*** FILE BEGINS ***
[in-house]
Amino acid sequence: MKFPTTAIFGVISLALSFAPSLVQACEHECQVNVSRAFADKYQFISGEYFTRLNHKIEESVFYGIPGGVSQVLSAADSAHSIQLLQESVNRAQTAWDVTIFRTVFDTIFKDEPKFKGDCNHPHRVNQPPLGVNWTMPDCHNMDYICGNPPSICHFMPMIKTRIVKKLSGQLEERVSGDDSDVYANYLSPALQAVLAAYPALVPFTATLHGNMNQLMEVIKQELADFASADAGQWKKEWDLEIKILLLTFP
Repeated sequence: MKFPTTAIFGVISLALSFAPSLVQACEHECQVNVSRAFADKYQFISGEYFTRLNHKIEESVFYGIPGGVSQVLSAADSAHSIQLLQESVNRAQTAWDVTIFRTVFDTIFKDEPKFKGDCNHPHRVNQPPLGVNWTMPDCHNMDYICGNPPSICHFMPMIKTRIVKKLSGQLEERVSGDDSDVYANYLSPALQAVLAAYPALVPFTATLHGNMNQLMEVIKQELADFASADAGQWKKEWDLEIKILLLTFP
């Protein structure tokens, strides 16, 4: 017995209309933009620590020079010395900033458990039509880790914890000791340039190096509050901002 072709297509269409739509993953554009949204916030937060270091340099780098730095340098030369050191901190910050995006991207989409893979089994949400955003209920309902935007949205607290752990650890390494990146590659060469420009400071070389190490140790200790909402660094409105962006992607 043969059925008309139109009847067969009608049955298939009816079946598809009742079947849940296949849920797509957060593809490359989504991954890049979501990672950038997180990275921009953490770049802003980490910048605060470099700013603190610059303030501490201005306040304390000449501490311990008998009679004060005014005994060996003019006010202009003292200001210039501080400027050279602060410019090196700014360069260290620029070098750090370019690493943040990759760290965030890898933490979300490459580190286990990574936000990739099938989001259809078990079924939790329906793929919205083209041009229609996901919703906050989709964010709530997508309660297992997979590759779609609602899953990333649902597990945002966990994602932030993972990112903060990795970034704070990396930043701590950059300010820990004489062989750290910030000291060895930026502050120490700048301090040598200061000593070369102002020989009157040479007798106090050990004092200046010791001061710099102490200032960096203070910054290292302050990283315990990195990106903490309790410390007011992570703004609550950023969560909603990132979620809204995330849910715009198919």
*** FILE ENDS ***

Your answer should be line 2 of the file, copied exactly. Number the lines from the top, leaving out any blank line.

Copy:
Amino acid sequence: MKFPTTAIFGVISLALSFAPSLVQACEHECQVNVSRAFADKYQFISGEYFTRLNHKIEESVFYGIPGGVSQVLSAADSAHSIQLLQESVNRAQTAWDVTIFRTVFDTIFKDEPKFKGDCNHPHRVNQPPLGVNWTMPDCHNMDYICGNPPSICHFMPMIKTRIVKKLSGQLEERVSGDDSDVYANYLSPALQAVLAAYPALVPFTATLHGNMNQLMEVIKQELADFASADAGQWKKEWDLEIKILLLTFP